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DECC quarterly energy statistics unveiled

The Department of Energy and Climate Change has published its quarterly energy trends and quarterly energy prices and sub-national energy consumption data

The Energy Trends covers statistics on energy production and consumption, in total and by fuel, and provides an analysis of the year on year changes, and now includes a section on renewables.

Quarterly Energy Prices covers prices to domestic and industrial consumers, prices of oil products and comparisons of international fuel prices.

The main points for 2011 are:

  • Total energy production was a record 13.5 per cent lower than in 2010. This decline in output was due to the falls in oil and gas production as a result of maintenance activities and slowdowns, which resulted in a net import dependency of 36.5 per cent, the highest level since 1976.
  • Oil production was 17.5 per cent lower than in 2010, the lowest level of production since the 1970s and continues the downward trend seen since 2000.
  • Natural gas production was 21 per cent lower than in 2010. In 2011 gross imports of natural gas were greater than gross production for the first time since 1967, with Liquefied Natural Gas (LNG) accounting for 47 per cent of gas imports. Gas exports were at record levels in 2011, up by 4 per cent. Production though continued to exceed net imports.
  • Total primary energy consumption for energy uses fell by 7.5 per cent from 2010. When adjusted to take account of weather differences between 2010 and 2011, primary consumption fell by 2 per cent.
  • Low carbon electricity’s share of generation increased from 23 per cent in 2010 to 28.5 per cent in 2011, due to higher renewables and nuclear generation.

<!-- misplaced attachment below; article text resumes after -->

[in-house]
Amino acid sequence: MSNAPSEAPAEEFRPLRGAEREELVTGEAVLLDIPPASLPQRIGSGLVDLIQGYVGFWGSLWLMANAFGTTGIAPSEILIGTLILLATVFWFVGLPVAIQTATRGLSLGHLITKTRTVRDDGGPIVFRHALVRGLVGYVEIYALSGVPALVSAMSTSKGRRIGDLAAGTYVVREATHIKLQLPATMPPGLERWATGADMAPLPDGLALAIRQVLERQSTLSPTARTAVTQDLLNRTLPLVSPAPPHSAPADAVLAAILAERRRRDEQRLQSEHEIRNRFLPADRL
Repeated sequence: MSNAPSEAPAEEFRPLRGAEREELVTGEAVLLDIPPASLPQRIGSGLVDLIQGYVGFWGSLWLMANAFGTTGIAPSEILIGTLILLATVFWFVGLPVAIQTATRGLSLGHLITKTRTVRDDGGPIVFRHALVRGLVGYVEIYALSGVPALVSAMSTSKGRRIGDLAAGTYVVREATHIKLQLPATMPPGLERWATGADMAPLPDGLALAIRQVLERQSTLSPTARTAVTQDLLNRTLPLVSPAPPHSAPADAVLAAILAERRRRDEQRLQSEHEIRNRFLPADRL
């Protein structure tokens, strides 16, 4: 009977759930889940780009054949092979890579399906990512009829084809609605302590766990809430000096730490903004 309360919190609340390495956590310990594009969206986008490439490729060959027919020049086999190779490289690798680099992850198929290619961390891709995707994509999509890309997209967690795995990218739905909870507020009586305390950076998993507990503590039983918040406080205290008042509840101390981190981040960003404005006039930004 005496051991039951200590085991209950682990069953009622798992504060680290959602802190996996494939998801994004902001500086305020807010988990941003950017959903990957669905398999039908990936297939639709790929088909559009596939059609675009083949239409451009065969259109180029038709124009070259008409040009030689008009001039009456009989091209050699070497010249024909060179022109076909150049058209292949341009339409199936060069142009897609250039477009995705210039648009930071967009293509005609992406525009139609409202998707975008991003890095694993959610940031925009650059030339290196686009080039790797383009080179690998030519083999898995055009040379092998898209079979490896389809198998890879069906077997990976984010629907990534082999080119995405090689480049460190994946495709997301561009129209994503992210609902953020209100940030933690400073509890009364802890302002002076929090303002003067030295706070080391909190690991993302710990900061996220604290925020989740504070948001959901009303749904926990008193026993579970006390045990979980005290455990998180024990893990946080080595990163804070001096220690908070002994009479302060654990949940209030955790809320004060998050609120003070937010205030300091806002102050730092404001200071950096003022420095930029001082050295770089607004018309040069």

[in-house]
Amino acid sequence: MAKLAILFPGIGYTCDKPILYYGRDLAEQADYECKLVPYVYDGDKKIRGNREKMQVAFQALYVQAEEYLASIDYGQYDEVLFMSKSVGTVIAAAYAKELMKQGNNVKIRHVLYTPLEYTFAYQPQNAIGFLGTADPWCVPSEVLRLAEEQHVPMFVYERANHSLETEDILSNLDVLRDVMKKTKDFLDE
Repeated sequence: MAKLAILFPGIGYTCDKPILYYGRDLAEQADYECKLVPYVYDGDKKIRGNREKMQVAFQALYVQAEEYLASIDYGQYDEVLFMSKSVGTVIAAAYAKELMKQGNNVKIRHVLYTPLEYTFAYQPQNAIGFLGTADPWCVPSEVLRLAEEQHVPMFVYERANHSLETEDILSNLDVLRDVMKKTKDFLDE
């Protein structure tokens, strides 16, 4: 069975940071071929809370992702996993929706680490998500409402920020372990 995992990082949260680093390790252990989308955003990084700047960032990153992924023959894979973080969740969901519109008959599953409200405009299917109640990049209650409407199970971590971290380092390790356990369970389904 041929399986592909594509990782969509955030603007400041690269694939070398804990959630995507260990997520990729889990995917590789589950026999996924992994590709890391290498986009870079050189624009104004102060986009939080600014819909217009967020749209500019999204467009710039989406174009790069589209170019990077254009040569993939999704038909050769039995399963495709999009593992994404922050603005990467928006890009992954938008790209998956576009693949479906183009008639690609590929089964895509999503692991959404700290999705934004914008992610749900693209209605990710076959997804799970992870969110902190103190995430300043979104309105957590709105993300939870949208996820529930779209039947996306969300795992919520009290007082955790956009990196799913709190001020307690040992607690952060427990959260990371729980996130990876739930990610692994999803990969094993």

• Of electricity generated in 2011, gas accounted for 40 per cent (a fall of 6 percentage points on 2010) and coal 30 per cent. Nuclear’s share increased by 3 percentage points on 2010, to 19 per cent of the total.
  • Renewables’ share of generation increased by 2.5 percentage points on 2010 to a record 9.5 per cent. Hydro generation increased by 58 per cent on 2010 as a result of higher rainfall, whilst wind rose by 54.5 per cent, of which offshore wind rose by 68 per cent, due to higher wind speeds and increased capacity. Overall hydro and wind generation was 55.5 per cent higher than in 2010.
  • Coal production was 0.5 per cent lower than in 2010. Coal imports were 23 per cent higher. Generators’ demand for coal was higher by 0.5 per cent. Coal stocks were 4.5 per cent lower.
  • Final energy consumption was 8 per cent lower than in 2010, with falls recorded in all sectors. Domestic consumption fell by 18.5 per cent due to the milder weather in 2011, with temperatures being 1.8 degrees warmer than 2010.
  • Gas demand was 17 per cent lower than in 2010 and was at its lowest level since 1995, whilst electricity consumption was 3.5 per cent lower in 2011 than in 2010.
  • Average annual household standard electricity bills (fixed consumption of 3,300 kWh per annum) across all payment types in 2011 are £36 higher than in 2010 (up 8.5 per cent to £453), and average gas bills (fixed consumption of 18,000 kWh per annum) across all payment types are £61 higher (up 9.3 per cent to £719). UK domestic gas and electricity prices are the lowest and fourth lowest in the EU respectively.
  • Unleaded petrol and diesel prices in March 2012 have reached new record highs.